On the other hand, 600% APY is different. As it accounts for compounding, your monthly reward payouts would start off slightly below 50% for the first six months and be slightly more than 50% in the last six months of the year. Ultimately, you will still receive 600% over the 12-month period, just with a variation on the amounts each month versus APR.
It should be noted that a 600% return in 12 months may sound too good to be true (and it might just be. If the underlying token retains its value over the year, you will generate 600% p.a. However, if the token ends up down 80% at the end of the year, your rewards look more like a 20% return — not terrible, but if you bought the underlying token in order to stake it for rewards, it would have generated a negative return.
Impermanent Loss (IL)
Another key component of yield farming is known within the crypto space as “Impermanent Loss” or IL. As a liquidity provider (LP), you may look at staking your digital assets into a two-sided pool that attracts high volume on Uniswap — say ETH/USDC. This means your stake would be 50% ETH and 50% USDC in terms of total value when you deposit funds. For example, at a price of US$2000 per ETH, you would deposit 1 ETH and 2000 USDC.
As a yield provider, you would be rewarded with tokens for providing liquidity to the ETH/USDC market over time. However, as the price of ETH changes, your deposit would need to rebalance ito maintain 50% ETH and 50% USDC. Say the price of ETH increases to US$4000; In this scenario, while the price of ETH has increased, your ETH balance in the pool would have been rebalanced into USDC.
Ultimately you would end up with approximately 2800USDC (a gain of 800USDC), and 0.7ETH (a loss of 0.3ETH). The total value of your liquidity in the pool would be around US$5600. However, if you held your tokens, you would have 2000USDC (each worth US$1) and 1ETH (which would have been worth US$4000) for a total of US$6000.
This example doesn’t include any fees or yield you may have accrued over this period but is a simple example of what IL is and how it can directly affect your crypto yield strategies. If you want to calculate what your IL might be, there are plenty of free calculators and tools you can use to choose what liquidity pools and yield approaches might work for you.
How does Proof of Stake (PoS) compare to Proof of Work?
You may have heard about ETH 2.0 and Proof of Stake (PoS) coming to the Ethereum blockchain over the coming months. Currently, both Ethereum and Bitcoin use a mechanism called Proof of Work (PoW) in order to secure the blockchain and verify transactions. Every block then rewards the miner with a “block reward” denominated in the native token (ETH or BTC) to incentivize mining.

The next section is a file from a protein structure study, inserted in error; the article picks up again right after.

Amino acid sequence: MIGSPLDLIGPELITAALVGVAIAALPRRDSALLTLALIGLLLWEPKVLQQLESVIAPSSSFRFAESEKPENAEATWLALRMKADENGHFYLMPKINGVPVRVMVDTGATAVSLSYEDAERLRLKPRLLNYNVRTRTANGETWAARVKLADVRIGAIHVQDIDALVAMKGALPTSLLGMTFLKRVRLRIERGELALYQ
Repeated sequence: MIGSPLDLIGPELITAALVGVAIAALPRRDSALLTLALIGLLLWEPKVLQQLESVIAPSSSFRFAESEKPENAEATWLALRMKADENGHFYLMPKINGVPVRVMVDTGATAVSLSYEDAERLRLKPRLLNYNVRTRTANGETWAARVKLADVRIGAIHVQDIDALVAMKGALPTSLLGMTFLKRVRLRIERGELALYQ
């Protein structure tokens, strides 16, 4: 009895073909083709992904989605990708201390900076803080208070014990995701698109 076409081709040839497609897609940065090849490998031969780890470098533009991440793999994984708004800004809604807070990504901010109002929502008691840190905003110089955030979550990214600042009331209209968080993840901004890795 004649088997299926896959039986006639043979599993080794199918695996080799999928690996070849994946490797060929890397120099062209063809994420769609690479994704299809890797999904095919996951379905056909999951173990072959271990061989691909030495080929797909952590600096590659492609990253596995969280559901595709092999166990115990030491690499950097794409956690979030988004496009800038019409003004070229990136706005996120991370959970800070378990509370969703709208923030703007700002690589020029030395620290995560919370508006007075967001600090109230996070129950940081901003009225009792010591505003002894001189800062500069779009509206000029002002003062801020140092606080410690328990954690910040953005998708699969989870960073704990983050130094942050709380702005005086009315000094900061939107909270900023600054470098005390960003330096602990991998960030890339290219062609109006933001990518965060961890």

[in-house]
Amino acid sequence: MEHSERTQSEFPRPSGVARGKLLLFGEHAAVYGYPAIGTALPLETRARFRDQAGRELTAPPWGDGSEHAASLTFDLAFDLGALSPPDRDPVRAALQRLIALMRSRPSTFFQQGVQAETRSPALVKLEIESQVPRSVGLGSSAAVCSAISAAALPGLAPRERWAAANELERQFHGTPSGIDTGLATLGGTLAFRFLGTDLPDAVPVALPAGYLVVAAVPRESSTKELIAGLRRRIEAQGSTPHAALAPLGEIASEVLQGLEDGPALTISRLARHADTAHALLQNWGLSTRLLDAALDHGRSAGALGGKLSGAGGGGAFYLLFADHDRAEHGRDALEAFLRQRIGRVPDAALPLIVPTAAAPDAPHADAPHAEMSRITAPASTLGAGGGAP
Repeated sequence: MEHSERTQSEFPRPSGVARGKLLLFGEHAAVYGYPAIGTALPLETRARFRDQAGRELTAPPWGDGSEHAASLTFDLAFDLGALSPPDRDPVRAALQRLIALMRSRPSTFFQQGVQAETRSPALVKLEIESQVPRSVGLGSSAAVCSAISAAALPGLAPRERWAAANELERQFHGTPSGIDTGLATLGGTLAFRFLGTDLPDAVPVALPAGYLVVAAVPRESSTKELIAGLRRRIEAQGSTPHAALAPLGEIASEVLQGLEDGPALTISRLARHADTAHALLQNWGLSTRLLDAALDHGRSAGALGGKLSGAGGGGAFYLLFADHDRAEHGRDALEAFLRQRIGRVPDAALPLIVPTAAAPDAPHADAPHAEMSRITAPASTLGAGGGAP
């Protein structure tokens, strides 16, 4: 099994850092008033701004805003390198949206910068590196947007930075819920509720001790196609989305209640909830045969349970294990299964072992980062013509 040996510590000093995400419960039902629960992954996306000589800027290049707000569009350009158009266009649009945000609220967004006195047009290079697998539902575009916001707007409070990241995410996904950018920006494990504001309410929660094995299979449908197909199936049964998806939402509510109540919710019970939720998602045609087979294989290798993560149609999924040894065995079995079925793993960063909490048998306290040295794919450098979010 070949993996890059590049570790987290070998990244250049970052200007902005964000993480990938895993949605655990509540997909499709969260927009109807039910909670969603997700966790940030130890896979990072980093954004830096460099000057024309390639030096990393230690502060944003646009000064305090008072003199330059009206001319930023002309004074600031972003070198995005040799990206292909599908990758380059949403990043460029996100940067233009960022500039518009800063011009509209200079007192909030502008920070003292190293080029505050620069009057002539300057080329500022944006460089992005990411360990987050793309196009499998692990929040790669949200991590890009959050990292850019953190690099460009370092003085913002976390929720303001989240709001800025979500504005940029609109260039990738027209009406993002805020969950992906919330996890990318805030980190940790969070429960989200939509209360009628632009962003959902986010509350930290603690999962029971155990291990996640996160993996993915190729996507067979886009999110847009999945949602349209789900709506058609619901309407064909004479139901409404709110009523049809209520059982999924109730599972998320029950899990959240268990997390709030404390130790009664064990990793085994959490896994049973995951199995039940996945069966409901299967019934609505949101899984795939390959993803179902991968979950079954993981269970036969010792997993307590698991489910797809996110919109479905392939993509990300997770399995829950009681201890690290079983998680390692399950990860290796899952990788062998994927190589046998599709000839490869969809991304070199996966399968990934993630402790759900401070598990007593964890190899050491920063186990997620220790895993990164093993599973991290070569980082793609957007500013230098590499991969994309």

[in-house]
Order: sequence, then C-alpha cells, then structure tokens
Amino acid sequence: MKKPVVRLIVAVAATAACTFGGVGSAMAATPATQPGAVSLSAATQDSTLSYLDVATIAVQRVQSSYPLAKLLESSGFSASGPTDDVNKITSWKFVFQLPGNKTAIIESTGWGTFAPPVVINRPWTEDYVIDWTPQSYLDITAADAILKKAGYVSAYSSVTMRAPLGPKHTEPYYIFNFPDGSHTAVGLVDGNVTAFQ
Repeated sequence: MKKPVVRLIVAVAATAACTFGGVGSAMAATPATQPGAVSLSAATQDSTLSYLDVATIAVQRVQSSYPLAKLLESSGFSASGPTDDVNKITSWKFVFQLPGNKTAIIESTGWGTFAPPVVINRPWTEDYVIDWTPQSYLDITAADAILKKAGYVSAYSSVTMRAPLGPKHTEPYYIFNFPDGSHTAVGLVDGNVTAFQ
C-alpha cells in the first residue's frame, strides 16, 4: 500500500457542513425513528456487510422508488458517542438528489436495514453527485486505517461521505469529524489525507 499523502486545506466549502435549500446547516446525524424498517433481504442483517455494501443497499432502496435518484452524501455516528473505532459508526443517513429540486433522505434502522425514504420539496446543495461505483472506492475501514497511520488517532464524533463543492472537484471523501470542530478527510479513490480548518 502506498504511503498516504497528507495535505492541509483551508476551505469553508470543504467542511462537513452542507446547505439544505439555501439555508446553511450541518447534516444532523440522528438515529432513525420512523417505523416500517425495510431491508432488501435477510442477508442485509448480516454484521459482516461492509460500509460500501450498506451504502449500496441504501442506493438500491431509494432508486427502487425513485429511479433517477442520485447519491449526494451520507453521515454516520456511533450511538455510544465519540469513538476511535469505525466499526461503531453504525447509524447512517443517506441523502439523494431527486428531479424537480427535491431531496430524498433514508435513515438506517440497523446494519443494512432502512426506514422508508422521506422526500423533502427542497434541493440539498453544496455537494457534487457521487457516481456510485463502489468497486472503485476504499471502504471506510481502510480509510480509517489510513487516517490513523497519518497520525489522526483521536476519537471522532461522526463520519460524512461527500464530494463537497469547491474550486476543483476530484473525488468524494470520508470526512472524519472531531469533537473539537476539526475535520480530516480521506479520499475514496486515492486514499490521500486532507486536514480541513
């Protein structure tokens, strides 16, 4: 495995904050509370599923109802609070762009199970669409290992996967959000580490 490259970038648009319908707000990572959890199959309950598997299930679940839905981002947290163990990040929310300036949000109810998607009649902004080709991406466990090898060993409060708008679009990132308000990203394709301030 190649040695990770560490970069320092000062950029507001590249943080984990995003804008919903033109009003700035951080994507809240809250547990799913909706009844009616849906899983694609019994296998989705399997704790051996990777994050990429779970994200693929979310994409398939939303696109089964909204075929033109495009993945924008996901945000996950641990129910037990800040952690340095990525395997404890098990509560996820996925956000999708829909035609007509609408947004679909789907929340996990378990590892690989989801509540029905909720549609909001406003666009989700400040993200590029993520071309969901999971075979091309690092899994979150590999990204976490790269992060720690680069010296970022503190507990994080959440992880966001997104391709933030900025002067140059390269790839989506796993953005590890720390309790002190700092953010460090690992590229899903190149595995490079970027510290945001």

As PoW is quite energy intensive, Ethereum is moving to a PoS blockchain, joining other blockchains such as Solana, Polkadot and Cardano. PoS aims to decrease energy use versus PoW by enabling participants to “stake” their tokens in order to validate transactions on the blockchain, compared to utilizing specialized miners in order to do so. When users stake tokens, they generate a yield, incentivizing more participants to stake tokens, increasing the blockchain’s overall security.
Ready to become a yield farmer?
Hopefully you’re now equipped with some extra knowledge and ready to start yield farming yourself. Crypto yields are volatile, and, as mentioned, if you need to buy a certain token in order to generate a high yield, it may not be worth it.
Various strategies such as yield farming while simultaneously shorting a perpetual contract of the same size in order to “yield harvest” are also popular options for those with slightly more experience and knowledge within the crypto space to generate lower risk returns.
If you’re looking for more information on how you can generate an attractive yield with the Unido Liquidity Mining (ULM) program, read more here.
About Unido EP
Unido EP takes the complexity and expense out of digital asset management for organizations with sophisticated corporate governance needs. Our patented, end-to-end platform seamlessly automates corporate governance and self-custody of crypto assets so you can securely store, manage and invest in crypto without massive overheads.
Unido EP comes with a web-based dashboard and a decentralized application (dApp) featuring a robust set of Defi tools, easy-to-set-up authority regimes and iron-clad security. All of this is inside a complete digital asset management platform, built with financial institutions in mind but tailor-made for any organization or individual’s needs.